Album Reviews

Dirty Projectors – Lamp Lit Prose

(Domino) UK release date: 13 July 2018

Dirty Projectors - Lamp Lit Prose Just 18 months have passed between Dirty Projectorslast album and Lamp Lit Prose, a rapid turnaround which frontman/Projector-in-Chief Dave Longstreth puts down to his decision not to tour in support of the release. Looking back, it’s easy to see why. An excellent, but often uncomfortable break up record, detailing the end of Longstreth’s relationship with former bandmate Amber Coffman, Dirty Projectors’ every word, every sound – all the grossly pitch-shifted vocals and dense, twisted r’n’b – seemed to pine for lost love and seek salve for wounded masculine ego.

Fleetingly, though, the closing I See You reflected reconciliation and a way forward: “Time passes away/There’ll be other lovers/Forward and into it/Future imagined by neither of us”. And that’s where we find Longstreth, on a record suffused with all the brightness and intimacy the lamp-light of the title might suggest.

Very quickly, we realise that, as much is its predecessor bore the impacts of the loss of both lover and bandmate, perhaps the keenest absence we felt as listeners related neither to the personal nor the personnel. It was those meticulously arranged, disjointed, playful elements of the Projectors’ sound – with tightly harmonised, punctuative female vocals – that had made high watermarks like Rise Above, Mount Wittenberg Orca – recorded with Björk – and Bitte Orca such joys.

And they’re back in spades. “I don’t know how I’m going to be a better man,” Longstreth sings on the opener, setting the tone. “But I’m going to try … Now/Right now.” High, picked acoustic guitars strum and tumble, syncopated horns stab and guest vocalist Syd (The Internet) both adds and brings out the tracks sweetness and warmth. It’s the first of numerous guest spots on the album; not only have Dirty Projectors become a band again – with the addition of multi-instrumentalists Maia Friedman, Felicia Douglass and Kristin Slipp – but LLP is peppered with guest vocals. HAIM feature on That’s A Lifestyle, adding laminated sunshine to a song about the dark arts of lifestyle-as-brand, brand-as-lifestyle where gorgeous, ornate acoustics give way to Fripp-ishly toned electric soloing. LA dream-popper Empress Of adds vocals to Zombie Conqueror, one of the most self-consciously ROCK songs in the Dirty Projectors catalogue, while the Don’t Stop ‘Til You Get Enough brass and percussion-led groove of I Feel Energy heaps layers of Amber Mark around Longstreth’s falsetto.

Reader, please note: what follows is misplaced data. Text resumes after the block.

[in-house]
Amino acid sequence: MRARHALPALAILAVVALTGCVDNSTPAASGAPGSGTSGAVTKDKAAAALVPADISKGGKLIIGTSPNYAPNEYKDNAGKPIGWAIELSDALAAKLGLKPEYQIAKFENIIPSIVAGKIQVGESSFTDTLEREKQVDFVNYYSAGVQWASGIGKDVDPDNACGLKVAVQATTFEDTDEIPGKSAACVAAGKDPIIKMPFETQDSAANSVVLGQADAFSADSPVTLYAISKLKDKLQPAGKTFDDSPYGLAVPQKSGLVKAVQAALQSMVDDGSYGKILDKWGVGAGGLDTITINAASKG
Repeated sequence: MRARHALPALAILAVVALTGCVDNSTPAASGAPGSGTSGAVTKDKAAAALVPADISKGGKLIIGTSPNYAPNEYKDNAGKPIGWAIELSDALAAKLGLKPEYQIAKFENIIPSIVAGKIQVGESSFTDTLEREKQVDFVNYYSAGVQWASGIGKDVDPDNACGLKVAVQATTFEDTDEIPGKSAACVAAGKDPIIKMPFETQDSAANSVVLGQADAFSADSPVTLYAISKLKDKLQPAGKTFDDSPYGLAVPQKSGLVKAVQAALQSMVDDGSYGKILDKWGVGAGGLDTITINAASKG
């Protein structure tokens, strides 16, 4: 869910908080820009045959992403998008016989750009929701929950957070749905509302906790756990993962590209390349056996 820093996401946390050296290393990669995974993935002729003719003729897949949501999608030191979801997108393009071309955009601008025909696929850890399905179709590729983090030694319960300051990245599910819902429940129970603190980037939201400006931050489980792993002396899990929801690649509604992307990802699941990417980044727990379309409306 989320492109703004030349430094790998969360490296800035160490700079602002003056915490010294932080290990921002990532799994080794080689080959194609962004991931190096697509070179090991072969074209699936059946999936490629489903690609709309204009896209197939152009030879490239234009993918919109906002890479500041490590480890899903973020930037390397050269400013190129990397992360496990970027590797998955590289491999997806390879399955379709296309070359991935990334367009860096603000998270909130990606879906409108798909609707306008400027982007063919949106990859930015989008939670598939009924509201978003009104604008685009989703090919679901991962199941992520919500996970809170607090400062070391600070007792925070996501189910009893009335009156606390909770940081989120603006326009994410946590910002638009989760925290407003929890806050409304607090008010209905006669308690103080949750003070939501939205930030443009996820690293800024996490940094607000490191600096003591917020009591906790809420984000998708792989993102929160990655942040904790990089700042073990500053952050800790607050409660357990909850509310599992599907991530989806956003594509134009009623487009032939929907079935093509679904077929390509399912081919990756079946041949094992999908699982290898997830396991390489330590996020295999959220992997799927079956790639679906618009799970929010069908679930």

Here, as on That’s A Lifestyle, the positivity is tainted (“Are we fundamentally alone in the universe?”), and he seems to question his right to feel quite so happy again when everything else is on fire: “What entitles you to live again? The world’s about to end”. Longstreth might not be in the place he was on Death Spiral, or Winner Take Nothing, but he’s still realistic.

Lamp Lit Prose may have arrived quickly, but it sounds as though Longstreth has made leaps and bounds from the self-titled album’s more solipsistic, self-piteous moments. Towards the end, positivity and simplicity win out, along with a surprising – given the baroquely knotted musical strands – lyrical clarity.

On the earlier Break-Thru, Longstreth describes the subject of the song (or possibly songs) as having “features on Fellini”, and being “Deadpan, unimpressed/Archimedes Palimpsest … hanging out all Julian Casablancas”, but by I Found It In U he’s saying simply “I have such a rad time with you/Any thing we do it’s ‘whatever…’/That’s why I love you”.

The similarly direct, pellucid You’re The One is a short, sweet trio for tenors – featuring Robin Pecknold (Fleet Foxes) and Rostam – but (I Wanna) Feel It All – a swooning and opiated big-band jazz closer, featuring Portland’s Dear Nora and more of the warm horn arrangements which made the last album’s Up In Hudson such a delight – might say it best: “I wanna feel it all, August’s light, February’s pall/Thrill to the rise and rue the fall, I wanna feel it all”. The last album was such a darkly compelling set that it’d be wrong to frame Lamp Lit Prose as a ‘return to form’, but it’s perhaps a return to the light, to uneasy listening of a different sort.

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